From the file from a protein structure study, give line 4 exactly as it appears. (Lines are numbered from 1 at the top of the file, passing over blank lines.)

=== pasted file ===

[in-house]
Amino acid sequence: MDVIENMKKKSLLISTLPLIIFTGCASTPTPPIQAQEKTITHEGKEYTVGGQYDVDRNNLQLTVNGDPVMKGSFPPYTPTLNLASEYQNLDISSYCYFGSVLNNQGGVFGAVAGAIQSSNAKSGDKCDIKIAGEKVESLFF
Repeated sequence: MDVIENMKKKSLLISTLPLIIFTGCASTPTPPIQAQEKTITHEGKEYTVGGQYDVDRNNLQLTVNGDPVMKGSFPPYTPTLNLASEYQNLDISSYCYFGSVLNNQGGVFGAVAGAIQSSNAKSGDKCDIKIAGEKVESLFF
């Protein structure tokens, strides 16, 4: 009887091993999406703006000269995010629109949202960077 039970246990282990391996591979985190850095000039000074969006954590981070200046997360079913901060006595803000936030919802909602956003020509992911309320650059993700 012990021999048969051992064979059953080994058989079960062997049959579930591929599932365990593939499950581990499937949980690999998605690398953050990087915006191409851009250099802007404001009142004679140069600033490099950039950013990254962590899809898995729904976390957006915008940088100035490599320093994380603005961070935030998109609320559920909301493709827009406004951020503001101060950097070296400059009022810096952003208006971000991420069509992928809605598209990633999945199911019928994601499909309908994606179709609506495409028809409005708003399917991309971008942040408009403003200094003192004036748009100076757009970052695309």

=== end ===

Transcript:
């Protein structure tokens, strides 16, 4: 009887091993999406703006000269995010629109949202960077 039970246990282990391996591979985190850095000039000074969006954590981070200046997360079913901060006595803000936030919802909602956003020509992911309320650059993700 012990021999048969051992064979059953080994058989079960062997049959579930591929599932365990593939499950581990499937949980690999998605690398953050990087915006191409851009250099802007404001009142004679140069600033490099950039950013990254962590899809898995729904976390957006915008940088100035490599320093994380603005961070935030998109609320559920909301493709827009406004951020503001101060950097070296400059009022810096952003208006971000991420069509992928809605598209990633999945199911019928994601499909309908994606179709609506495409028809409005708003399917991309971008942040408009403003200094003192004036748009100076757009970052695309």